Indians' Jose Ramirez is day-to-day with a bruised left thumb

Mike Freeman will replace Ramirez in the lineup
Cleveland Indians third baseman Jose Ramirez (11) bunts for a base hit in the third inning against the Milwaukee Brewers at Progressive Field.
Cleveland Indians third baseman Jose Ramirez (11) bunts for a base hit in the third inning against the Milwaukee Brewers at Progressive Field. Photo credit David Richard-USA TODAY

CLEVELAND (92.3 The Fan) – Jose Ramirez is out for Tuesday's game against the Kansas City Royals.

The Indians announced the two-time All-Star is day-to-day with a bruised left thumb. Ramirez did get an MRI on his left thumb, and the results showed an injured muscle.

"He's been working through it on-and-off for the last couple weeks and he continues to be sore," Indians team president Chris Antonetti said before Tuesday's game against the Kansas City Royals.
"We're thinking of giving him a day or two to help him get a little better."

Ramirez has a .248 batting average this season with 9 home runs and 26 RBIs for Cleveland. Still, as a switch hitter, the thumb is giving problems while batting on one side of the plate.

"(The thumb) affected him more swimming left-handed than right-handed," Antonetti said. "

Ramirez left Monday's night game in the sixth inning with left thumb discomfort. Mike Freeman will take Ramirez's spot in the batting order for tonight's game against the Royals. Freeman will bat second and play third base.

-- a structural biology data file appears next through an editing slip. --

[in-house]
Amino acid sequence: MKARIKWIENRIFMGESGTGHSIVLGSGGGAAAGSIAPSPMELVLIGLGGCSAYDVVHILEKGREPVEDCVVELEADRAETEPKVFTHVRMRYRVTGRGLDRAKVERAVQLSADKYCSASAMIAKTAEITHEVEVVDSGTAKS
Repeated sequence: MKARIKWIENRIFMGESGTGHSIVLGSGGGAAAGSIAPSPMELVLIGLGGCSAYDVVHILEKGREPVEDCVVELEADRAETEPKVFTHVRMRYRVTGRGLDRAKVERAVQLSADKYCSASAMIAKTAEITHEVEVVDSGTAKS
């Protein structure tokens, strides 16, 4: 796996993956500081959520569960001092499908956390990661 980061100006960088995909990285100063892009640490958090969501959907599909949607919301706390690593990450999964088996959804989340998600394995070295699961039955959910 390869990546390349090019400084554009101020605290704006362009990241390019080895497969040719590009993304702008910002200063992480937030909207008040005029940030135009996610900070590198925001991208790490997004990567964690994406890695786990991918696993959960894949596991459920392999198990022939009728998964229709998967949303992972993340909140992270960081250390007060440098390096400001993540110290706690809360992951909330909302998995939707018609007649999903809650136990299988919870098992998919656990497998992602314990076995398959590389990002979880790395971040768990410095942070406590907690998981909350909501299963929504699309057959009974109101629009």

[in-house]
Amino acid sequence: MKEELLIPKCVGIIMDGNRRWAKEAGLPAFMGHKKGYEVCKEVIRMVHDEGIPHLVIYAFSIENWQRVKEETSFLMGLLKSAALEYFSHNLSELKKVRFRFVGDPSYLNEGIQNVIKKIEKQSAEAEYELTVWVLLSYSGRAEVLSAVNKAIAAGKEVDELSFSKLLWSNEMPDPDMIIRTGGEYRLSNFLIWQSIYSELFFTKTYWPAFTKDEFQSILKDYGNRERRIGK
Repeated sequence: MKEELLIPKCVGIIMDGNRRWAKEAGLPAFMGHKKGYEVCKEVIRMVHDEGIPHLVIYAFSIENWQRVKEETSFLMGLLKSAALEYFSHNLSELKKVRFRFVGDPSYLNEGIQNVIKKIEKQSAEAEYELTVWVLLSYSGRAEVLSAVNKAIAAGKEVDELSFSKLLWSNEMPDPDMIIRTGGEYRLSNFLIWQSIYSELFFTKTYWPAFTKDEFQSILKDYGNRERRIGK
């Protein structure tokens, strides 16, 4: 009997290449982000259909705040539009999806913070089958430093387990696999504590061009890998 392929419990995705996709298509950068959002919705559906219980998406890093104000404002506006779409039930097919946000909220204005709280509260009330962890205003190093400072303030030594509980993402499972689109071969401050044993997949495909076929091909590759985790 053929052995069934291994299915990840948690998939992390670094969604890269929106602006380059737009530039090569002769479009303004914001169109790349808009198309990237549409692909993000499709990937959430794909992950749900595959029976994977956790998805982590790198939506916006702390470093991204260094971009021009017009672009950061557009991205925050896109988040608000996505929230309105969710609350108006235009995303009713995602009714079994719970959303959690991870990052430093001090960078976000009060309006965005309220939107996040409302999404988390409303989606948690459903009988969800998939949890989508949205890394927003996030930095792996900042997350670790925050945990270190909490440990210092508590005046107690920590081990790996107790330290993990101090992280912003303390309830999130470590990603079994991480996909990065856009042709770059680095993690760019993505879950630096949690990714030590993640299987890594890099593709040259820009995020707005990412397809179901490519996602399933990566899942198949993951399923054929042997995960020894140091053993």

Antonetti gave another update on the health of Indians manager Terry Francona, who is still recovering from blood clots.

"He's continuing to feel better with his recovery," Antonetti said. "He's been able to move around more and get out of his apartment – exercise a bit. He's continuing his recovery and building up his stretch.

"He's been around the ballpark earlier in the day to do some of his rehab to build up his stretch and he's on the path to recover."

There is still no timetable when Francona will rejoin the club as the manager but has been at Progressive Field to continue his rehab.
Francona has been using the team pool at the ballpark as part of the rehab process.

On non-busy days, Antonetti has been checking on other teams around the American League, including scoreboard watching, to see nightly outcomes of games due to the MLB playoffs starting less than three weeks.

"Last week – when we haven't had major crisis going on – we've gone back to more of the normal things of the season and that involves scoreboard watching," he said. "We're all hyper completive; we do this because we want to win games and win a World Series. We naturally pay attention to the standings this time of year and this year has been no different."

This year's playoffs will have 16 teams – eight in each league -- to make the postseason, instead of the usual 10 teams. According to FanGraphs, the Indians are 99.9 percent of making the playoffs and 47.5 to win the A.L. Central.

"I think it proves more cushion, more opportunity to make the postseason," Antonetti said. "Because there's more teams, there's more chance and the more things can happen once you get there. I think it shifts the risks of getting into once you get there."